Over the course of your loan payoff journey, you will have to call your student loan provider. You could be calling to specify your payment allocation, you might have to renegotiate your payment plan, or maybe you’re calling to update your contact information. For me, the thought of calling strikes the same anxious nerve triggered at the thought of a root canal. But these calls are as obligatory as the happy holidays call to distant relatives.
And, like Grandma St. Page, student loan providers pretend to know nothing about you or why you’re calling. You’ll have to answer the same tedious questions over and over again, too. The screening stage is set to get you help as efficiently as possible, but it also feels like a farce to get you off the phone and out of their hair.
There are endless reasons to have to get comfortable with this kind of phone call. Mine were the $60,000 in debt I didn’t face until after graduation. I reviewed the breakdown of my loans on my providers’ sites, a couple thousand here, a couple thousand there. It added up to a sum I couldn’t believe. One of the loans was $5,000 I didn’t remember ever taking out. It seemed negligible in comparison to the whole picture, but if a phone call could clear it up, why wouldn’t I take the time to call them? Wasn’t that worth at least $5,000? Turns out, I had taken out the loan, but I’d also taken an important first step in my debt management. I’d made the plan to pay off my debt in five years or less, and that phone call was the first time I felt empowered enough to actually do it.
Twice a year, without fail, I had to call my student loan providers to get payment issues corrected. I’d more than doubled my monthly payments and was strategic about how those extra payments were applied. Extra payments went to my loans with the highest balance. This was the smartest way for me to minimize the amount of interest I ended up paying in the long run. Every month, I’d review my bill and payment and a couple times “the system” would change my payment distribution and allocate my payments to my smaller loans. I could’ve let it slide, but that course of action would’ve been at odds with my five-year plan. I wouldn’t say I was ever happy about making these calls, but I did find ways to make them more painless.
1. Add your loan provider’s number to your contacts.
You don’t want to. Trust me, I get it. Here’s why you should. You want to make it hard for yourself to back out of the call. By having the number at the ready, it means you’ve decimated one excuse. Nothing says you have to save the number under your loan provider’s name. You can save it under Ball and Chain or Ramen Noodles. It doesn’t matter, as long as it’s as easy as pulling up your Starbucks app.
2. Attach a price tag to the call.
They say money isn’t everything, but it’s an incredible motivator. Whether you’re calling to check on a payment, verify a change, or to work on a new payment plan, you’re going to be able to assign a value to the call. Looking at what you’re saving makes it easier to make the call and to stand your ground.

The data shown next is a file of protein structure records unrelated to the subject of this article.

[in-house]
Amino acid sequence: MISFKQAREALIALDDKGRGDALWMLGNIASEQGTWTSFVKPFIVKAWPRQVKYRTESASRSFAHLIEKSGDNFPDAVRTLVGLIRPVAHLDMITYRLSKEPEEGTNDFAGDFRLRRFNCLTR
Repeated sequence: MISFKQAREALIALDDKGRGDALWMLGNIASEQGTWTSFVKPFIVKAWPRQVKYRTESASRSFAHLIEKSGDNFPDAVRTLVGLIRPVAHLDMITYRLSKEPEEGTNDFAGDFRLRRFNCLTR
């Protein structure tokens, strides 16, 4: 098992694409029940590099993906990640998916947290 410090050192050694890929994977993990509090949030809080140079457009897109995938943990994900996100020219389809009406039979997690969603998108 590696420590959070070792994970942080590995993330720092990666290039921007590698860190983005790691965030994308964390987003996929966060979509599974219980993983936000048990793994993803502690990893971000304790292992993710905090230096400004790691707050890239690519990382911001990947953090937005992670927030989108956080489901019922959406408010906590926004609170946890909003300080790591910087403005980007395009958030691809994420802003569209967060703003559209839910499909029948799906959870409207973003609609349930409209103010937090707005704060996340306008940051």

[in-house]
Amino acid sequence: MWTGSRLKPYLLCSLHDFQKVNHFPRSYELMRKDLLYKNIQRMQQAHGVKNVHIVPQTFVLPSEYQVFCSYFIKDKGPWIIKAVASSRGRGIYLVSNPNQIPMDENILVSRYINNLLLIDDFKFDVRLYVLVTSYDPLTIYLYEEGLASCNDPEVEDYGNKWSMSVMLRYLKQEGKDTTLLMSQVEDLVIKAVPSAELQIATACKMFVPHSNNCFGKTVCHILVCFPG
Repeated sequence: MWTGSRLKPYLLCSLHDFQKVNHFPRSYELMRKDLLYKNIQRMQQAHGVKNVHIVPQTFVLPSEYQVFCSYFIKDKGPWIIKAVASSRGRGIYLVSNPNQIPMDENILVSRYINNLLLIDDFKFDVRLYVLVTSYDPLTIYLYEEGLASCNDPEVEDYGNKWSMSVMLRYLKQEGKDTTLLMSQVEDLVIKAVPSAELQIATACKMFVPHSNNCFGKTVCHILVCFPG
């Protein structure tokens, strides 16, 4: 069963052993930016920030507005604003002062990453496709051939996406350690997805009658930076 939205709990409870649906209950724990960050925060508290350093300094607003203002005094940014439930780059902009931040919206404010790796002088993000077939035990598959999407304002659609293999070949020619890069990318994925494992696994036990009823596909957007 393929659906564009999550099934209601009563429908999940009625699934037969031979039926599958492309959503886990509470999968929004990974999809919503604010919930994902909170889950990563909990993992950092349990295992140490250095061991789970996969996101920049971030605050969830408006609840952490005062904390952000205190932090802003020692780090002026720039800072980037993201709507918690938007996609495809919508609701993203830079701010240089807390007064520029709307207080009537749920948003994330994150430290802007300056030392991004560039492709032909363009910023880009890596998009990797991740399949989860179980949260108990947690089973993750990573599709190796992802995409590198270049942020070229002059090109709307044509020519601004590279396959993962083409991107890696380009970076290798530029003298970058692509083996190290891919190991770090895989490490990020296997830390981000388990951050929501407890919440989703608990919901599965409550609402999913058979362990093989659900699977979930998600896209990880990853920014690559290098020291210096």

3. Have a cheat sheet.
Student loans are complicated! During a phone call, it’s easy for you or the representative you’re speaking with to get confused. Before you call, prepare a one-page outline. It might seem excessive, but it’s efficient and will save you a lot of frustration. For every call have your account number available. You will not get anywhere without it. Know the individual loans within your loan balance. Have a cheat sheet of loan vocabulary. I once had to explain the difference between principal and interest to the representative I was speaking with. Some student loan providers have a helpful list accessible on their website. Most importantly, write out the reason you’re calling and a proposed resolution. I include a space to record the name of the person I spoke to and the date and time of the call.
4. Prepare to be on hold.
I don’t have the attention span to spend two hours on something, but I did once spend two hours on the phone with my student loan company. I was on hold for 90 minutes of that time. They’d check in periodically to see if I was still there, they seemed surprised each time I replied with a chipper yes. I had headphones in, so my hands were free and my attention was diverted by the adult coloring book on my lap. Eventually, we were able to deal with my issue and I had a story of a memorable Friday night to share at parties. That instance was an anomaly, but very often you will have to deal with holds especially if you need an answer specific to your individual loan situation. Don’t get discouraged or frustrated. You are calling to save yourself in the long run, and you’ll have the satisfaction of knowing you’re taking ownership over your debt.
5. Be human.
It’s universally agreed the student loan system needs serious and thoughtful revision. When frustration does get the better of you, remember, the person you’re talking to is a person. Several people have already yelled at them — raising your voice won’t emphasize your point. Being nasty doesn’t endear you to anyone, and forward traction will be minimal. Make sure to always come back to the issue at hand. Have a sentence to return to when the conversation is being derailed. You shouldn’t be aggressive, but you do need to be assertive. “Yes, but,” or “Yes, but back to the solution,” are fantastic rejoinders for these conversations. No matter what happens, remember to thank the representative at the end of the phone call. Ending the experience on a positive note makes you more likely to pick up the phone again.
Jane St. Page is a New York to Boston transplant. 9 to 5 you can find her defining her place in the corporate world. Jane’s free time is spent writing, working out, and learning about any topics that interest her. She prefers to use a pen name.
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